"When we acquired the technology, we understood that different components in the system--from electronics to molded parts--were manufactured in different locations, including the U.S. and Mexico," said LeMaitre Vascular Vice President of Operations, Joe Burke. "What we wanted to do was bring the manufacturing and assembly closer to home for greater control of quality, cost, delivery, and other factors. In making our decision with regard to whom to work with, we considered a number of factors, including their ISO 13485 Certification, which is a key standard for companies seeking to manufacture medical electronic devices. This was critical. Also, we asked, "Are they FDA registered?" This is extremely useful as we engage in a complete order fulfillment relationship [because] we can be confident that our quality system will easily integrate into the dedicated work cell, drastically reducing audit exposure risk and expense."

ISO 13485, published in 2003, is an important quality management standard that represents the requirements for a comprehensive management system for the design and manufacture of medical devices. "Other factors we needed to consider were their range of capabilities, such as circuit board assembly, mechanical assembly, and cable assembly," Burke added. "The ability to build the entire unit and handle distribution and after-market logistics, as well as a track record of providing similar turn-key manufacturing services for other clients, were all important considerations."

After a thorough review of several local contract manufacturers, the decision was made to partner with West Bridgewater, Massachusetts-based Sunburst EMS ( to obtain the critical manufacturing and logistics services required. Sunburst EMS began operations over twenty years ago as a contract manufacturer of electronic assemblies, and has since evolved into a versatile provider of contract electronics manufacturing services (EMS). The company has expanded its capabilities beyond circuit board assembly to include other services, such as design, prototyping, conformal coating, box build, cable and harness assembly, distribution, and depot repair, and has become a "complete order fulfillment" partner.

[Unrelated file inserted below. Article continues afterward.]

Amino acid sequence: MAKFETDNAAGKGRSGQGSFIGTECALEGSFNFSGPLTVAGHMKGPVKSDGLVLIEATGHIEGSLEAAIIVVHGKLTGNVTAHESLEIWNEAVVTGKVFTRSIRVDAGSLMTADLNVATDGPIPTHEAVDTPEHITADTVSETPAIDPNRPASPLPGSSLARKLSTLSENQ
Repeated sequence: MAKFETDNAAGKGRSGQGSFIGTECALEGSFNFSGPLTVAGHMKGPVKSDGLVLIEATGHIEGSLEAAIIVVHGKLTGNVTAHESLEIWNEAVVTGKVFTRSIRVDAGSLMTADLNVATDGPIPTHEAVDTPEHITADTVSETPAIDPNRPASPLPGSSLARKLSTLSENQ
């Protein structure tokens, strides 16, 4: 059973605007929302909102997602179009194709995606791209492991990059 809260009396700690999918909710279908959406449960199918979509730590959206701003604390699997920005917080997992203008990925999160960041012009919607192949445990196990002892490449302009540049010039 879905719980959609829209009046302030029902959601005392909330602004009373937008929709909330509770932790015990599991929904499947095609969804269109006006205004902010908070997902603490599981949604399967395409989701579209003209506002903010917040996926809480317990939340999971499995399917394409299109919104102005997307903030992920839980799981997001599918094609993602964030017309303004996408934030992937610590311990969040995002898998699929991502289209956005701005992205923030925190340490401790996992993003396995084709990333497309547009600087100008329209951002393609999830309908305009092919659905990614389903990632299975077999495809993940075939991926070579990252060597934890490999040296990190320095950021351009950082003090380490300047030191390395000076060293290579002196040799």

Once the decision was made, Ed Monte, director of quality and manufacturing engineering at Sunburst EMS, outlined the challenges and engaged the Sunburst EMS manufacturing team to engineer a solution. The concept had to begin with a dedicated manufacturing cell. The footprint of the dedicated cell would require limited access and have the space to accommodate receiving, verification, and storage of customer-owned material; the stocking and shipping of customer disposable product; and the manufacture of the product's sub-assembly and system hardware. It would also accommodate all inspection activities; order picking; packaging, and shipping; and a dedicated service area.

Philosophically, it is important that the cell be designed from the start to be isolated from the ever-changing dynamics of the traditional contract manufacturing floor. The culture and protocol involved requires a different mindset. "We take on the entire personality of the client company," says Ed Monte. "In a sense, we become them: We take on their identity, absorb their philosophy; we have to think of ourselves as the client. We are directly between them and their customer. Therefore, we have the responsibility of maintaining their reputation in the marketplace, and that is kept front and center with everyone involved in the project at all times.